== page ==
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I am teaching a course for sophomore-level math majors this quarter, and next quarter, I'll be teaching the same thing. I haven't been in this situation before, and I'm wondering to what degree I can reuse exercises from this quarter.

On the one hand, I provide detailed solutions to all the homework I assign, and it seems likely that these solutions will find their way to at least some of next quarter's students, one way or another. And using the same (or almost the same) exercises feels lazy on my part.

On the other hand, a lot of these exercises were chosen for a good reason, and I consider them important. Sometimes I can change some numbers to get a different problem with the same flavor, but this is often not possible in a proof-based course like this. And most of the exercises were taken from the (well-known) course textbook, for which the solutions can surely be found online anyway. Even for the exercises I wrote myself, the students can ask for help on math.stackexchange or the like, or copy their friend's homework from the same class. For these reasons, I already only have homework counting 20% toward the final grade. But each exam contains one question quoted verbatim from their homework (and I warn them about this), so it's in their interest to understand the solution whether they came up with one honestly or not.

All that to say, I understand not all students will be 100% ethical with their homework, and I try to work around this fact rather than fight it. But does giving homework assignments that are say 75% the same as the assignments from the previous quarter make it too easy to be unethical?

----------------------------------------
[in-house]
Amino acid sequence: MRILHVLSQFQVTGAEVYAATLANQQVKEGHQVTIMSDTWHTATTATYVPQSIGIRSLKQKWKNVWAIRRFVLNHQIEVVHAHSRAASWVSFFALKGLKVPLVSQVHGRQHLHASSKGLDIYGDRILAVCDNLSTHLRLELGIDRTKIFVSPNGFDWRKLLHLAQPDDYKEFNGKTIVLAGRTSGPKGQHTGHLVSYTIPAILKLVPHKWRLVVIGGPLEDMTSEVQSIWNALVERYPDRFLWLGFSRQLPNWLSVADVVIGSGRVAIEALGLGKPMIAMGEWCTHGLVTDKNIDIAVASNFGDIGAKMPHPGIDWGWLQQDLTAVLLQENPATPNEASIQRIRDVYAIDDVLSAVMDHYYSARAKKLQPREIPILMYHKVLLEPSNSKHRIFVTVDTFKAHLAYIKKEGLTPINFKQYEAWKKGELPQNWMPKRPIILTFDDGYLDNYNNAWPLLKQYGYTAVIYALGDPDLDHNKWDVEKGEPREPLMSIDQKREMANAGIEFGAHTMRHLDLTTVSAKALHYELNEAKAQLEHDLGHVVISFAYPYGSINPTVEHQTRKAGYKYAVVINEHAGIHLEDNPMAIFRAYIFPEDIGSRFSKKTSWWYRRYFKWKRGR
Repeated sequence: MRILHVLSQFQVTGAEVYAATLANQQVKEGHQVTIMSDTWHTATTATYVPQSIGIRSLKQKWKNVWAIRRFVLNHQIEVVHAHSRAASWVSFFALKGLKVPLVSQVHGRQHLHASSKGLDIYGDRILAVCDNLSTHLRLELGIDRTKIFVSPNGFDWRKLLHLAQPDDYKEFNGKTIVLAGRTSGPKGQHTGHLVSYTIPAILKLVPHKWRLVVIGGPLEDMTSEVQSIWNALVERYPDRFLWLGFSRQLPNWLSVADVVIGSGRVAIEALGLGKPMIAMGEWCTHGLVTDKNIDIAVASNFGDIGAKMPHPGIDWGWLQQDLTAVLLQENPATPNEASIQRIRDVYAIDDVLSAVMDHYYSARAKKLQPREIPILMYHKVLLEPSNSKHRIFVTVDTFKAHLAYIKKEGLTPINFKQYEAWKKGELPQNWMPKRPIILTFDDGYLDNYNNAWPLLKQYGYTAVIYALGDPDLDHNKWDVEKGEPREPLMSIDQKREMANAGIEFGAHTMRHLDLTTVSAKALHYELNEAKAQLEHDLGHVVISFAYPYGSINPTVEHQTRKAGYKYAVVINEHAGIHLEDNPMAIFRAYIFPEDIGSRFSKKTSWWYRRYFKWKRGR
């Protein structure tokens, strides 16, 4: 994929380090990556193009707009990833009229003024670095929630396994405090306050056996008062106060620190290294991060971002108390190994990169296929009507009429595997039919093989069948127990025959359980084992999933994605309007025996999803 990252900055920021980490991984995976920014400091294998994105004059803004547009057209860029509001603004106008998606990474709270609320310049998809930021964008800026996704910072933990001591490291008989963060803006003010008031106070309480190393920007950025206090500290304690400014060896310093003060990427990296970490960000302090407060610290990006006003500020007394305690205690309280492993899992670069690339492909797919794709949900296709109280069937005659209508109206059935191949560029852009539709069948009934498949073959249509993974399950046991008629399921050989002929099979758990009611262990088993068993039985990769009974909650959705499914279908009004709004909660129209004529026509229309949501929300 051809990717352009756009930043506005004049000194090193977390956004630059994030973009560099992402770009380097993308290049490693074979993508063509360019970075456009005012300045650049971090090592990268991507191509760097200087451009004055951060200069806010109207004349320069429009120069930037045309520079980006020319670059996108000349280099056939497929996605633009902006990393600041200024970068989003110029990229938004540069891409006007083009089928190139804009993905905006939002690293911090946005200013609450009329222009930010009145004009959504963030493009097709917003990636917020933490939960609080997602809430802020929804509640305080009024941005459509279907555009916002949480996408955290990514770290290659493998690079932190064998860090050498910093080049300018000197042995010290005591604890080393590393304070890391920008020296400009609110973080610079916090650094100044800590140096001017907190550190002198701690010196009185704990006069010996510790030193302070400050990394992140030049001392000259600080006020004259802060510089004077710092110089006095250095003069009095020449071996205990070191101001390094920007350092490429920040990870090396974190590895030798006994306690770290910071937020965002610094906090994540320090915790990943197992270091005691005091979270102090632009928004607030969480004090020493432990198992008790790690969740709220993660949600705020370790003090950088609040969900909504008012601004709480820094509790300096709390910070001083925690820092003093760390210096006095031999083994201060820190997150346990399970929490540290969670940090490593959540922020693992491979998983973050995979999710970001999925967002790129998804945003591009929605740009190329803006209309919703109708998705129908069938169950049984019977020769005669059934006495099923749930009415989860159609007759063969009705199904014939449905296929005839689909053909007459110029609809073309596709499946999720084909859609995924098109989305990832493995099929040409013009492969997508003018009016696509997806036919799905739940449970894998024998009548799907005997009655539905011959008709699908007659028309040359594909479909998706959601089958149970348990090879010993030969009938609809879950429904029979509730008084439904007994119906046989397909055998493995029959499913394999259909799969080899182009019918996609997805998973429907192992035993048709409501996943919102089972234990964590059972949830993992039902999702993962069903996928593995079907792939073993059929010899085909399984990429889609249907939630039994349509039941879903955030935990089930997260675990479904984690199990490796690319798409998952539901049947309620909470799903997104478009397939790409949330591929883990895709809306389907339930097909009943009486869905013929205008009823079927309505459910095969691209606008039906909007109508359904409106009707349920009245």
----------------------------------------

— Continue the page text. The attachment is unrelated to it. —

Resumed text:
What would be "due diligence" in this situation?

(When it comes to exams, I already know what I'll do: distribute last quarter's exam as a practice exam a week ahead of time, and distribute solutions three days ahead of time, so that no one has an unfair advantage, and to force myself to make a totally new exam.)

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For me, the answer is simply that homework is not collected, graded, or scored. I assign odd-numbered problems from standard textbooks, expect that students check the answers at the back, and I ask for discussion of any problems or surprises in the next class. This basically wipes the entire logistical/ethical difficulty off the table for me; and it highlights to students that the homework is a communal learning opportunity, as it should be. I think you want to be efficient with your time in this regard.

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I guess it depends on how you grade the homework. I don't change mine at all, unless I have thought of a way to improve it. But I don't give it much weight. I stamp it each day, and count the stamps at test time. They are supposed to check answers in the back of the book. Homework is 10% to 15% of the grade.

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I would avoid giving detailed written solutions. (I realize it's a late for that now but it's something you can do going forward.) Instead, I would suggest discussing the solutions in the next class. Students will have the solutions in their notes but it will be their interpretation of the solutions. Not only will this prevent your technically complete solutions from going into the wild but the students will understand it better if they filter it through their understanding of the material.

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